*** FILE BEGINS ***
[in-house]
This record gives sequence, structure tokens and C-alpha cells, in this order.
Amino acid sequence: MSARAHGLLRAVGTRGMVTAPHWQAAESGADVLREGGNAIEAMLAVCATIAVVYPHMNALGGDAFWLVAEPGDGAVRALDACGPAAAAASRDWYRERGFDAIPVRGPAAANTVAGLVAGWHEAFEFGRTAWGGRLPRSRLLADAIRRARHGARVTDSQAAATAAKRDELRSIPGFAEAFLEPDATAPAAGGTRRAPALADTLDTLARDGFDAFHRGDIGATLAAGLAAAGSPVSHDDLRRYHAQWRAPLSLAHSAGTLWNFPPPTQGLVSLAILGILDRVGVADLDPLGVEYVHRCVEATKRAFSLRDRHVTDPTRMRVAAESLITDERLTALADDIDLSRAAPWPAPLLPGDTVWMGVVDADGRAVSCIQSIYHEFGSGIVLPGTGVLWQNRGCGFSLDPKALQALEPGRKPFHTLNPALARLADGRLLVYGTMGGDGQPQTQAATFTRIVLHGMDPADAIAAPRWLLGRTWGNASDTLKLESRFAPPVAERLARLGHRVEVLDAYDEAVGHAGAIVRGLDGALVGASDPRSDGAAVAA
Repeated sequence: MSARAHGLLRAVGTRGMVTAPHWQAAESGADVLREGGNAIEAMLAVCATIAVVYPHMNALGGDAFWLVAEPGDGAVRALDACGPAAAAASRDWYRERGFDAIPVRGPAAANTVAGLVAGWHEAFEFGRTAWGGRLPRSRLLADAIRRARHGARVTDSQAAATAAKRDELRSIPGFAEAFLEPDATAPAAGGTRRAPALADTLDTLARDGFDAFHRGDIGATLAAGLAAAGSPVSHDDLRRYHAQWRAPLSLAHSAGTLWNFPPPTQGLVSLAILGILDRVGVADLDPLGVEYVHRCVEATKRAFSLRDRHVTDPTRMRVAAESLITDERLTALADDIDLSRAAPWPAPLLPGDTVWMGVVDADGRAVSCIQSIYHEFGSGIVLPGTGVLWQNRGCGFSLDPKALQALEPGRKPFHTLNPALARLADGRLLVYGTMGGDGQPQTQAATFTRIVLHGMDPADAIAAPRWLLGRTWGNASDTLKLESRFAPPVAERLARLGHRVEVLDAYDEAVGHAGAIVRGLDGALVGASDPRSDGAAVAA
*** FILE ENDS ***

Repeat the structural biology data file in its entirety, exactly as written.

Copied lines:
[in-house]
This record gives sequence, structure tokens and C-alpha cells, in this order.
Amino acid sequence: MSARAHGLLRAVGTRGMVTAPHWQAAESGADVLREGGNAIEAMLAVCATIAVVYPHMNALGGDAFWLVAEPGDGAVRALDACGPAAAAASRDWYRERGFDAIPVRGPAAANTVAGLVAGWHEAFEFGRTAWGGRLPRSRLLADAIRRARHGARVTDSQAAATAAKRDELRSIPGFAEAFLEPDATAPAAGGTRRAPALADTLDTLARDGFDAFHRGDIGATLAAGLAAAGSPVSHDDLRRYHAQWRAPLSLAHSAGTLWNFPPPTQGLVSLAILGILDRVGVADLDPLGVEYVHRCVEATKRAFSLRDRHVTDPTRMRVAAESLITDERLTALADDIDLSRAAPWPAPLLPGDTVWMGVVDADGRAVSCIQSIYHEFGSGIVLPGTGVLWQNRGCGFSLDPKALQALEPGRKPFHTLNPALARLADGRLLVYGTMGGDGQPQTQAATFTRIVLHGMDPADAIAAPRWLLGRTWGNASDTLKLESRFAPPVAERLARLGHRVEVLDAYDEAVGHAGAIVRGLDGALVGASDPRSDGAAVAA
Repeated sequence: MSARAHGLLRAVGTRGMVTAPHWQAAESGADVLREGGNAIEAMLAVCATIAVVYPHMNALGGDAFWLVAEPGDGAVRALDACGPAAAAASRDWYRERGFDAIPVRGPAAANTVAGLVAGWHEAFEFGRTAWGGRLPRSRLLADAIRRARHGARVTDSQAAATAAKRDELRSIPGFAEAFLEPDATAPAAGGTRRAPALADTLDTLARDGFDAFHRGDIGATLAAGLAAAGSPVSHDDLRRYHAQWRAPLSLAHSAGTLWNFPPPTQGLVSLAILGILDRVGVADLDPLGVEYVHRCVEATKRAFSLRDRHVTDPTRMRVAAESLITDERLTALADDIDLSRAAPWPAPLLPGDTVWMGVVDADGRAVSCIQSIYHEFGSGIVLPGTGVLWQNRGCGFSLDPKALQALEPGRKPFHTLNPALARLADGRLLVYGTMGGDGQPQTQAATFTRIVLHGMDPADAIAAPRWLLGRTWGNASDTLKLESRFAPPVAERLARLGHRVEVLDAYDEAVGHAGAIVRGLDGALVGASDPRSDGAAVAA